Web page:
Even if an employee is impaired, if the operator lacks adequate training programs or fails to enforce its policies, the court may still find that operator negligent. The case of Weathers Crushing, Inc., 22 FMSHRC 1032 (August 2000), should serve as a cautionary tale. It was an employee’s first day at the portable crushing facility, and someone else instructed him to use the head of a sledgehammer to clear blockages in the crusher. Later, while clearing the crusher with a sledgehammer, the employee was injured and subsequently died. Marijuana and a pipe were recovered from his pockets, and a hospital drug test indicated marijuana and benzodiazepines in his system. Because the judge found the operator failed to properly train the miner, the new employee’s intoxication was irrelevant.
In contrast, having a strong training program that is duly enforced lessens the risk of being found negligent for an intoxicated miner’s violation. In Newmont Gold Co., 20 FMSHRC 561 (May 1998), a haul truck driver backed through a berm at an elevated dumpsite. The post-accident drug test yielded positive results for marijuana. MSHA cited Newmont for the driver’s failure to maintain control of the mobile equipment, and the judge upheld the violation. The judge, however, commended Newmont for its enforcement of its drug-free policy and noted the operator was “clearly seeking more help from MSHA” to “achieve its worthy goal of a drug-free workplace.” No doubt in response to Newmont’s drug-free policy, the Judge affirmed the Secretary’s negligence designation of “none.”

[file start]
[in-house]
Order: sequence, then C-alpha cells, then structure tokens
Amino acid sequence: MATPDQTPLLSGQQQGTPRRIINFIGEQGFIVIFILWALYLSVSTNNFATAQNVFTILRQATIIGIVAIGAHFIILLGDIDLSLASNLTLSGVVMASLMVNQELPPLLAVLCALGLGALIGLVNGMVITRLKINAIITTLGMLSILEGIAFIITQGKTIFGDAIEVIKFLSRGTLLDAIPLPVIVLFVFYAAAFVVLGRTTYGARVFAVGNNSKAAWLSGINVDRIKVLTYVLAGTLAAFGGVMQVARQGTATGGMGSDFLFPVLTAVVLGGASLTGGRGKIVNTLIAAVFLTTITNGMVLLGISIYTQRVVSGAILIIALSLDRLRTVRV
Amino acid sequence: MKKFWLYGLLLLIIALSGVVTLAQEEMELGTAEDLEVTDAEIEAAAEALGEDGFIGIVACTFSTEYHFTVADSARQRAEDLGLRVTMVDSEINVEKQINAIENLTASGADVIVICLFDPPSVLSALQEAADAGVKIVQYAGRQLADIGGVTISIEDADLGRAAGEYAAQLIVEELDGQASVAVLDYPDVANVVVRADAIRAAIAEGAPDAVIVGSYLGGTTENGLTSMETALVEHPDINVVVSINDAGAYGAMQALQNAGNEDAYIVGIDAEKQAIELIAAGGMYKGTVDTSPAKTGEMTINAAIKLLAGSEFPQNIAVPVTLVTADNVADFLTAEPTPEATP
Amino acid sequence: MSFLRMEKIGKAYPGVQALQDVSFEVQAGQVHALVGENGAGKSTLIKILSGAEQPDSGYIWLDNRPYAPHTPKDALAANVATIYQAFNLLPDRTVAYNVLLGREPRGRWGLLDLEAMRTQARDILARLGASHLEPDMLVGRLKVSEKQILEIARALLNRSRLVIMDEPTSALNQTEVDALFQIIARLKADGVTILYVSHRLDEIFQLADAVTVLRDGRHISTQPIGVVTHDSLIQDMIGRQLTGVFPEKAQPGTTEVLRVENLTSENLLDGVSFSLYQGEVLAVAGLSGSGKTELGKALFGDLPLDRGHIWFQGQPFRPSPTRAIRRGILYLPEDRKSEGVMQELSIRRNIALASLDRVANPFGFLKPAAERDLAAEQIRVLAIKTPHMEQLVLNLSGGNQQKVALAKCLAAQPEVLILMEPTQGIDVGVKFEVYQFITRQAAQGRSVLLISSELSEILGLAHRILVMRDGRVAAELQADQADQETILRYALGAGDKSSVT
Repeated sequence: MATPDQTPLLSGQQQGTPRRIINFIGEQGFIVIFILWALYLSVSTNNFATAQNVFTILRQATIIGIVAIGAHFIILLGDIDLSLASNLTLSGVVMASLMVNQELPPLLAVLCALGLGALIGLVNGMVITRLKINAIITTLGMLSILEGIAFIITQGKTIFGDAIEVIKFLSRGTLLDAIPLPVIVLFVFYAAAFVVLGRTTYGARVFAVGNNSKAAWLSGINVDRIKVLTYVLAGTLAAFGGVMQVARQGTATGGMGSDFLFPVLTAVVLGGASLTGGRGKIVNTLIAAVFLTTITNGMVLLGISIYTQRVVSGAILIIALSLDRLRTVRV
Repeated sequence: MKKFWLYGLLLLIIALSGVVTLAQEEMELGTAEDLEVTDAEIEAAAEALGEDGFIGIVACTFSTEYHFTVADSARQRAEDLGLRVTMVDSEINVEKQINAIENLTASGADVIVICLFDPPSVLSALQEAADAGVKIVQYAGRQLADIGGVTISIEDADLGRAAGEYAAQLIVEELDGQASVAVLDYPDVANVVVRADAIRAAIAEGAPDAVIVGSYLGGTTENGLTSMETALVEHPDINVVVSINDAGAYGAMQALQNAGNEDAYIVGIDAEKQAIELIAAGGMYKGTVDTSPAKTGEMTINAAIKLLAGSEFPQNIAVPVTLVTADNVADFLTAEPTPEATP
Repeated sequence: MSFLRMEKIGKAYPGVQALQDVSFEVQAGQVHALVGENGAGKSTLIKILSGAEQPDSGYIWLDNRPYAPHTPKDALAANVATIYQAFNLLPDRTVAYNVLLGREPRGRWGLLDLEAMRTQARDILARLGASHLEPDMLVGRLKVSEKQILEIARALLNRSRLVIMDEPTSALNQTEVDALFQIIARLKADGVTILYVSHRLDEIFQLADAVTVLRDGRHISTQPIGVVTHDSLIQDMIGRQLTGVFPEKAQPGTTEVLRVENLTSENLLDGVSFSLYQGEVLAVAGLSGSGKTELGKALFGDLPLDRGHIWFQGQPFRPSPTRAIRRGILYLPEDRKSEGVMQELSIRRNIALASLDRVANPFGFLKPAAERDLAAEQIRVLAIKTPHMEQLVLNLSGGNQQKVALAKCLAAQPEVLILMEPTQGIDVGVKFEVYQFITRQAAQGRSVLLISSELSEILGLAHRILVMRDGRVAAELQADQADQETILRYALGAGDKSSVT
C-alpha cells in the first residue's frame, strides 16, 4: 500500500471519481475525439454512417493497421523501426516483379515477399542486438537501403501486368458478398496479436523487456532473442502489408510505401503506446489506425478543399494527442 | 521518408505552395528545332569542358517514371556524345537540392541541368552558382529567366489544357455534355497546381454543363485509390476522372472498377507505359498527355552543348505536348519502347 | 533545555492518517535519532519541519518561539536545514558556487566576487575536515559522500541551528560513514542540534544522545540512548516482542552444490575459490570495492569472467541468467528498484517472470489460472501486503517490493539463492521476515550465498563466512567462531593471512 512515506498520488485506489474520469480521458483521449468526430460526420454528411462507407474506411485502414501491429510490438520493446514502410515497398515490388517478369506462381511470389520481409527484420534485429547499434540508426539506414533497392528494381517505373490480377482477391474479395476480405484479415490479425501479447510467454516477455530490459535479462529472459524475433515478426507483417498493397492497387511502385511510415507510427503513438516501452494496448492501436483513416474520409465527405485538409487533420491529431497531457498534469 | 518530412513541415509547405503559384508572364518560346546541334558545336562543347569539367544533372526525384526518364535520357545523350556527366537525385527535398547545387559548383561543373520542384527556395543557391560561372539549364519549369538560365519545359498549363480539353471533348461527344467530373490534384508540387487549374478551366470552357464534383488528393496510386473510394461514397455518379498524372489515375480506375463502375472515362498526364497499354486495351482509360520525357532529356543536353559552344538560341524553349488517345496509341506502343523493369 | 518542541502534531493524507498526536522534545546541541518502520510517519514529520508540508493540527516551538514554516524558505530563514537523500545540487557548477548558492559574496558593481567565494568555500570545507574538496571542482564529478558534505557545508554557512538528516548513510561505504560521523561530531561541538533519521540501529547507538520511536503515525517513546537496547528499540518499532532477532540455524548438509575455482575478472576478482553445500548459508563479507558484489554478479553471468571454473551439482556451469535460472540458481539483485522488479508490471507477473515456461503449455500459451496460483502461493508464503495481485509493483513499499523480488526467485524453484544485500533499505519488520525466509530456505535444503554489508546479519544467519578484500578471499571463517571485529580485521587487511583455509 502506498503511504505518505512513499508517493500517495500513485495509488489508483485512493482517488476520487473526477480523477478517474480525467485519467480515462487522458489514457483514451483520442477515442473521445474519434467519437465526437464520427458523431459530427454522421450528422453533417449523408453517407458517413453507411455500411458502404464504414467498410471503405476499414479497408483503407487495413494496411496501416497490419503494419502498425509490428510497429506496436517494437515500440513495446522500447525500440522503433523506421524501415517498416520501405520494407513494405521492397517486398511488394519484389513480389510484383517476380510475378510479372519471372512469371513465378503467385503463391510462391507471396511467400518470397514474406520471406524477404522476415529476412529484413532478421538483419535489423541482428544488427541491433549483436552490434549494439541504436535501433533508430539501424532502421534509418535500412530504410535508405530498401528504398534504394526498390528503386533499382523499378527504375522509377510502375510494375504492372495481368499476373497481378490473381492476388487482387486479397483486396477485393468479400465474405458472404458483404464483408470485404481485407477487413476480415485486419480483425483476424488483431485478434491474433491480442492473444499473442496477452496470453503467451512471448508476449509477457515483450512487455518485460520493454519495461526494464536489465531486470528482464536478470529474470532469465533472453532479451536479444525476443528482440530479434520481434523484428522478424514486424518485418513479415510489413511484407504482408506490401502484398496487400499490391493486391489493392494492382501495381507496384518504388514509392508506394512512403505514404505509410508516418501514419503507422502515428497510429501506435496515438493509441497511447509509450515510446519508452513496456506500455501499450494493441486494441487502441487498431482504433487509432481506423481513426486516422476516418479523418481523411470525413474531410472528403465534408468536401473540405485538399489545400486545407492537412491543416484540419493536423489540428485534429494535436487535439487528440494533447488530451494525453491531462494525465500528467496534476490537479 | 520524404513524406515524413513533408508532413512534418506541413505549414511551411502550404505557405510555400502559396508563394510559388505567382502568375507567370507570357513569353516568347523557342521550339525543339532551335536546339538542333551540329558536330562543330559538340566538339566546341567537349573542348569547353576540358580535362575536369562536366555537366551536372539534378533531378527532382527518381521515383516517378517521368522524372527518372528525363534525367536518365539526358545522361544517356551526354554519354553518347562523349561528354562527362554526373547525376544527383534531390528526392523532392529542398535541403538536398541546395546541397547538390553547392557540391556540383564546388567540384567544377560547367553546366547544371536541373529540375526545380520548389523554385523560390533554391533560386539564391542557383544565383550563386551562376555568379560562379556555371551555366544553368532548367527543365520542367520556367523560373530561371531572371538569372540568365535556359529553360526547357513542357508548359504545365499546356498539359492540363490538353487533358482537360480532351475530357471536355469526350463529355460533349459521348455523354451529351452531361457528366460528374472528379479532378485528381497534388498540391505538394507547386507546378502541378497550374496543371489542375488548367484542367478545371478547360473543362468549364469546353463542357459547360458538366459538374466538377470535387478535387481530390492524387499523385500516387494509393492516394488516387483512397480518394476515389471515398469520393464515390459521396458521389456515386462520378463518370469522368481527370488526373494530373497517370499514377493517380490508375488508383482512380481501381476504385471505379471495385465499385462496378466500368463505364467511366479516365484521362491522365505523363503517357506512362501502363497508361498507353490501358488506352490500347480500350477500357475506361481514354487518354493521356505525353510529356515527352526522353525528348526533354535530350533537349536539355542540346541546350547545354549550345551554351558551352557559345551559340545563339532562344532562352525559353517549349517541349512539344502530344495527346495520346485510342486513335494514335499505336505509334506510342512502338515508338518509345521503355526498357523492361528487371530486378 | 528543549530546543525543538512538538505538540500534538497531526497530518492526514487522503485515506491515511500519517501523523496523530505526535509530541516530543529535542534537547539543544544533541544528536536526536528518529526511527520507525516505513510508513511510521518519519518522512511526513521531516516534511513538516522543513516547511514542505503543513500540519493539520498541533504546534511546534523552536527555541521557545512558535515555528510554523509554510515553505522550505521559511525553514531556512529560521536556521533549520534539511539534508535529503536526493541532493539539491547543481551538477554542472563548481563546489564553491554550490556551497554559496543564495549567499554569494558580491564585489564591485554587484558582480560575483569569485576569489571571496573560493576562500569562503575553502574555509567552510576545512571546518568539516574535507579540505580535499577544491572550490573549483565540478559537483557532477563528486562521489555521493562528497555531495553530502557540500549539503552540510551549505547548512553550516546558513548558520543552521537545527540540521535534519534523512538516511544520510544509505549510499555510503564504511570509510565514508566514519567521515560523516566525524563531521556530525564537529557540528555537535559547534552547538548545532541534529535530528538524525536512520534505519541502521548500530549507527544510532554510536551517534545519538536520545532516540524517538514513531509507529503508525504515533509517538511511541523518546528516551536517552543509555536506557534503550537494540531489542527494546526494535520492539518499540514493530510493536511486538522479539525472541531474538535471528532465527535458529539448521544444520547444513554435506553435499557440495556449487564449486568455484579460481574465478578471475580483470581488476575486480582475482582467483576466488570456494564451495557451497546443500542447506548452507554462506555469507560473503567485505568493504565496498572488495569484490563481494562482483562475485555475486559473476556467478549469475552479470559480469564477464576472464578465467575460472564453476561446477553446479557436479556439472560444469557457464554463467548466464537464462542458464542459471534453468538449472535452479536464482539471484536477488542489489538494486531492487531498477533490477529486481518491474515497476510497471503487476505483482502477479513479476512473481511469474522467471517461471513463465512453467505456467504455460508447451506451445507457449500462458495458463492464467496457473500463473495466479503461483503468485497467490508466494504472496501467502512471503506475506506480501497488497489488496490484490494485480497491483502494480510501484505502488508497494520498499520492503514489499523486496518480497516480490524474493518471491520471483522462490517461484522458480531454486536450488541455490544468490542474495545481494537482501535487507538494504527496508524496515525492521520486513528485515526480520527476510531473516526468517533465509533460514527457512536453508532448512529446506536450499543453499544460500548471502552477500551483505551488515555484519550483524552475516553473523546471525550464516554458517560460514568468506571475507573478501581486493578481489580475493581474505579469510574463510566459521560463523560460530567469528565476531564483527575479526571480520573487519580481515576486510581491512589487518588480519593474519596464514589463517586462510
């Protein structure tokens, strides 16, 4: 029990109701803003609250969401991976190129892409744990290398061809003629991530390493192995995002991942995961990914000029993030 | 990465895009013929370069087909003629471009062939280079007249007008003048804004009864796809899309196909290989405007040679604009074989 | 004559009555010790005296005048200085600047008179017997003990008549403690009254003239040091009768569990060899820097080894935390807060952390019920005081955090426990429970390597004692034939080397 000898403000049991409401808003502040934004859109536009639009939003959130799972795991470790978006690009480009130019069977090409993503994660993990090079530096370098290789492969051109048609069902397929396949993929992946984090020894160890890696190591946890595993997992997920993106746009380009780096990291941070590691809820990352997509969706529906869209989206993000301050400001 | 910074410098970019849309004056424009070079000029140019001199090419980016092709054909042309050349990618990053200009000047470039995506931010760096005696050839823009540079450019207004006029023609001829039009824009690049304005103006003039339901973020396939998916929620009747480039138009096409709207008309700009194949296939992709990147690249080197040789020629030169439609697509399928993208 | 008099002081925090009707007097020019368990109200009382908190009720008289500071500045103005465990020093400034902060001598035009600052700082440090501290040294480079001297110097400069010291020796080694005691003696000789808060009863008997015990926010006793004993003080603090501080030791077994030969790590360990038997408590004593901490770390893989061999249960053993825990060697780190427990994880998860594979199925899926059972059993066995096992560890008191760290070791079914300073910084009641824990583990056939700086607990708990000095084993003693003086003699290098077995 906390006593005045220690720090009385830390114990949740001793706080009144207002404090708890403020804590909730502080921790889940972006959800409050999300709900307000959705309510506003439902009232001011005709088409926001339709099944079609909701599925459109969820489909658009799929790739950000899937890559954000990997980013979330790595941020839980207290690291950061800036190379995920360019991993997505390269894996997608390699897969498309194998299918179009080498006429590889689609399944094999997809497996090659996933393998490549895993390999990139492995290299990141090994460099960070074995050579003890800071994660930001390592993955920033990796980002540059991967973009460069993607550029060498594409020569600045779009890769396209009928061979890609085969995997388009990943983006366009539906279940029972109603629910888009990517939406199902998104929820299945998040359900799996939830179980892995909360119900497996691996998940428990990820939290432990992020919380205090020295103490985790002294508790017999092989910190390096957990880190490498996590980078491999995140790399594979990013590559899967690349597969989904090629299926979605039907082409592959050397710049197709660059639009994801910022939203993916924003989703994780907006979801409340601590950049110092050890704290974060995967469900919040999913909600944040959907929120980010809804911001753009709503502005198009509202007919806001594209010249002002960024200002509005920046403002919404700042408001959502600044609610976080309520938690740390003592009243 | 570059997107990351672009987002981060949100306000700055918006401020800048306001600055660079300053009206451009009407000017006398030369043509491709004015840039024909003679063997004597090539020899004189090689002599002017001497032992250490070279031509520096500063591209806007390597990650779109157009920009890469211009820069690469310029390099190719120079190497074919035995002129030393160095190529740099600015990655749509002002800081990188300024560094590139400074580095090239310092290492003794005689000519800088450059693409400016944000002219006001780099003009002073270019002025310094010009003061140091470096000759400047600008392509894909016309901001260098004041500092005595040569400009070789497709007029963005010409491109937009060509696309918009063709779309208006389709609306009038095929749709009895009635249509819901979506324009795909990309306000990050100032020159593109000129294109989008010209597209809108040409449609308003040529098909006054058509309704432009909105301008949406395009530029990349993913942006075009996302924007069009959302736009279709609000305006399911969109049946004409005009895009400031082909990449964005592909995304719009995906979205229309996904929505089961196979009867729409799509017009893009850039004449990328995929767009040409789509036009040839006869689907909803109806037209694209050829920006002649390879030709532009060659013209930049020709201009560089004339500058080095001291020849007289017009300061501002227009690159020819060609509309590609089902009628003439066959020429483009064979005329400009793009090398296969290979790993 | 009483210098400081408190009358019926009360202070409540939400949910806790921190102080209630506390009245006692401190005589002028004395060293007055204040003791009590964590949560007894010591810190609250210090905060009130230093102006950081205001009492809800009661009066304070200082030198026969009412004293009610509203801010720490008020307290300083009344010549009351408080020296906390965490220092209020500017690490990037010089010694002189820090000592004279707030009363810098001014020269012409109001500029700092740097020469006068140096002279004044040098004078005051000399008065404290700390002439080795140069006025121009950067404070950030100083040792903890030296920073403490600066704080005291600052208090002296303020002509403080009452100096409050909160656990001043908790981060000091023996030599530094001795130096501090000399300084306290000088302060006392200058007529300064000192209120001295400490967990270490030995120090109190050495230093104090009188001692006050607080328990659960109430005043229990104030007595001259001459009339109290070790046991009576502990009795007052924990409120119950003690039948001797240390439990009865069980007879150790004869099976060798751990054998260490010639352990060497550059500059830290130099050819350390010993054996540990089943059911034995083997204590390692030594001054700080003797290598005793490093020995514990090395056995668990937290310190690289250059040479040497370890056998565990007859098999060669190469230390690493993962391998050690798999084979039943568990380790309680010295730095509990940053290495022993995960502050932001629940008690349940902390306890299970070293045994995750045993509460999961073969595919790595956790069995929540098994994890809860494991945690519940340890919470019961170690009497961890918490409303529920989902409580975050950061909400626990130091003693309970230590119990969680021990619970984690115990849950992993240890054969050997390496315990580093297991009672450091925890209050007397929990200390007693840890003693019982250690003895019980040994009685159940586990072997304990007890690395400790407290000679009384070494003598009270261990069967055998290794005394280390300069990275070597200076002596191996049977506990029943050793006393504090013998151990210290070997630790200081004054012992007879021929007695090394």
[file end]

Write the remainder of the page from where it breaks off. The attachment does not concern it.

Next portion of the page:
Logically, MSHA and operators should still approach marijuana as an illegal drug that has no place on a mine site. Federal law prohibits marijuana possession and use, regardless of state laws that may decriminalize marijuana. Under the Controlled Substances Act, 21 U.S.C. § 812, marijuana is classified as a Schedule I controlled substance. U.S. Department of Transportation (DOT) regulations require drug and alcohol testing and prohibit the use of Schedule I substances for any reason.
In mining, safety is everything. Operating a federally regulated mine means that marijuana use by miners is still unacceptable. And now more than ever, an operator’s training and employment policies must be strong, clear, and equally enforced. Operators should review their existing policies and, if necessary, clarify that marijuana use will not be tolerated in the workplace.
Amanda E. Ferguson is an attorney in Jackson Kelly PLLC’s Denver office, where she practices with the Occupational Safety and Health Practice Group. She can be reached at 303-390-0178 or via email at firstname.lastname@example.org.